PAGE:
Patent Related Changes To Bayh-Dole Act Regulations

22 May 2018 PharmaPatents Blog
Authors: Courtenay C. Brinckerhoff

Several important changes to Bayh-Dole Act implementing regulations took effect on May 14, 2018, that will apply to funding agreements executed after that date and may apply to existing funding agreements modified after that date. In this article, we focus on the most significant patent-related changes.

The Bayh-Dole Act & Implementing Regulations

The Bayh-Dole Act governs rights in inventions made with U.S. federal government funding. Broadly speaking, the Act imposes invention disclosure obligations on “contractors,” permits contractors to elect to retain title (subject to a worldwide, non-exclusive license to the U.S. government), and requires contractors to pursue patent protection and commercialization. The Act also permits the U.S. government to restrict or eliminate the contractor’s rights under defined ‘‘exceptional’’ circumstances. While the Act refers to non-profit organizations, universities, and small businesses, it was expanded to apply to businesses of all sizes by Executive Order 12591, as now expressly reflected in the revised implementing regulations.

The implementing regulations discussed here are set forth in 37 CFR § 401, and primarily relate to the “standard clauses” required to be in funding agreements awarded to contractors. As summarized in the Federal Register Notice, the “standard clauses”  generally obligate contractors to:

  • disclose each subject invention to the Federal agency within two months after the contractor’s inventor discloses it in writing to contractor personnel responsible for patent matters
  • elect in writing whether or not to retain title to any subject invention within two years of the disclosure to the Federal agency
  • file an initial patent application on a subject invention within one year after election (or prior to expiration of any statutory bar)
  • execute and promptly deliver to the Federal agency all instruments necessary to establish/confirm the government rights in the subject invention
  • require, by written agreement, the contractor’s employees to disclose promptly in writing each subject invention
  • notify the Federal agency of any decision not to continue prosecution of a patent application
  • include in the specification of any U.S. patents/applications a statement that the invention was made with government support under the grant or contract awarded by the Federal agency, and that the government has certain rights in the invention
  • submit periodic reports as requested on the utilization of the subject invention
  • agree that neither the contractor nor any assignee will grant to any person the exclusive right to use or sell any subject inventions in the U.S. unless such person agrees that any products embodying the subject invention or produced through the use of the subject invention will be manufactured substantially in the U.S.

As set forth in the Federal Register Notice, the revised rules clarify electronic reporting, update certain sections to conform with changes in the patent laws, streamline the licensing application process for some Federal laboratory collaborators, make technical corrections, clarify the role of provisional patent application filing, explain a unique situation that may be appropriate for a Determination of Exceptional Circumstances, clarify the role of funding agencies in the Bayh-Dole process, and address subject inventions as to which a Federal laboratory employee is a co-inventor.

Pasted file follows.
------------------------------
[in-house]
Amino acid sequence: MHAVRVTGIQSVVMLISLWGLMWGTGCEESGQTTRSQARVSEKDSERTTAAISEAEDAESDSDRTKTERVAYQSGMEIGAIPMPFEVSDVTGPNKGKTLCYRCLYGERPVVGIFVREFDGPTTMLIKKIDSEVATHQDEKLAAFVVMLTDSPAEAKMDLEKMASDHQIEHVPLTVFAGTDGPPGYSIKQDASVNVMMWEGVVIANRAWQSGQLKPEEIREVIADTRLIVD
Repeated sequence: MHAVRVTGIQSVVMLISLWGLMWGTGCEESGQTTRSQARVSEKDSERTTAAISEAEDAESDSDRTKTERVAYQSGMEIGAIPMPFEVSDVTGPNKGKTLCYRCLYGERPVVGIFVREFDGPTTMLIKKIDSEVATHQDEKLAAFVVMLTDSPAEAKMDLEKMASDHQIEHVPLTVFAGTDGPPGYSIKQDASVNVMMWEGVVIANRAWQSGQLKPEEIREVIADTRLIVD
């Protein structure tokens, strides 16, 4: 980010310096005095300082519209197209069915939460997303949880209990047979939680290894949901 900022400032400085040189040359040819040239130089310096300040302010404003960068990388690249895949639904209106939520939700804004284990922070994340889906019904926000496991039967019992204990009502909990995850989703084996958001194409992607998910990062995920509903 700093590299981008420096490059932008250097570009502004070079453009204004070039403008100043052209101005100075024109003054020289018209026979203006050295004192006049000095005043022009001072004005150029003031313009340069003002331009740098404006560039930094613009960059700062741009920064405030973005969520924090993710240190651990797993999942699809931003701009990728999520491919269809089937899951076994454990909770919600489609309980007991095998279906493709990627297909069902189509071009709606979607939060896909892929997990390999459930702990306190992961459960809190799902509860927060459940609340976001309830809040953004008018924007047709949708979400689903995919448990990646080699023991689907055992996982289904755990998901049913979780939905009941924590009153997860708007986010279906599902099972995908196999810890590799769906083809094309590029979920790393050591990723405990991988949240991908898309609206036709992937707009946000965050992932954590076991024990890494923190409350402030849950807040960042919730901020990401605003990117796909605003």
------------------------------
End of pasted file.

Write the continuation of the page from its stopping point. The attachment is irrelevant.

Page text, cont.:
Patent-Related Changes To Bayh-Dole Implementing Regulations

Practitioners who manage or oversee inventions subject to the Bayh-Dole Act should study the revised rules in depth. Some key patent-related changes include:

  • clarifying that the Bayh-Dole Act and implementing regulations apply to funding agreements with business firms regardless of size (as well as to nonprofit organizations), except for funding agreements made primarily for educational purposes
  • requiring contractors to require by written agreement that its employees assign subject inventions to the contractor and execute all papers necessary to file patent applications and establish the government’s rights in subject inventions
  • clarifying that a PCT application that designates the U.S. qualifies as an “initial” application
  • clarifying that the “statutory period” in the patent provisions refers to the one-year grace period available under the AIA-version of 35 USC § 102(b)(1).
  • permitting contractors to request extensions of time for filing a non-provisional application after a provisional application has been filed (to permit re-filing of a provisional application), and provide for automatic granting of a one-year extension to file a non-provisional application unless the Federal agency notifies the contractor within 60 days of receiving the request
  • extending the time period within which contractors are required to provide prior notice to the Federal agency to no less than 60 days prior to the expiration of the statutory deadline, and expanding the list of decisions subject to the prior notice requirement to include:
    • to request, be a party to, or take action in a trial proceeding before the Patent Trial and Appeals Board of the U.S. Patent and Trademark Office, including but not limited to post-grant review, review of a business method patent, inter partes review, and derivation proceeding;
    • to request, be a party to, or take action in a non-trial submission of art or information at the U.S. Patent and Trademark Office, including but not limited to a preissuance submission, a post-issuance submission, and supplemental examination.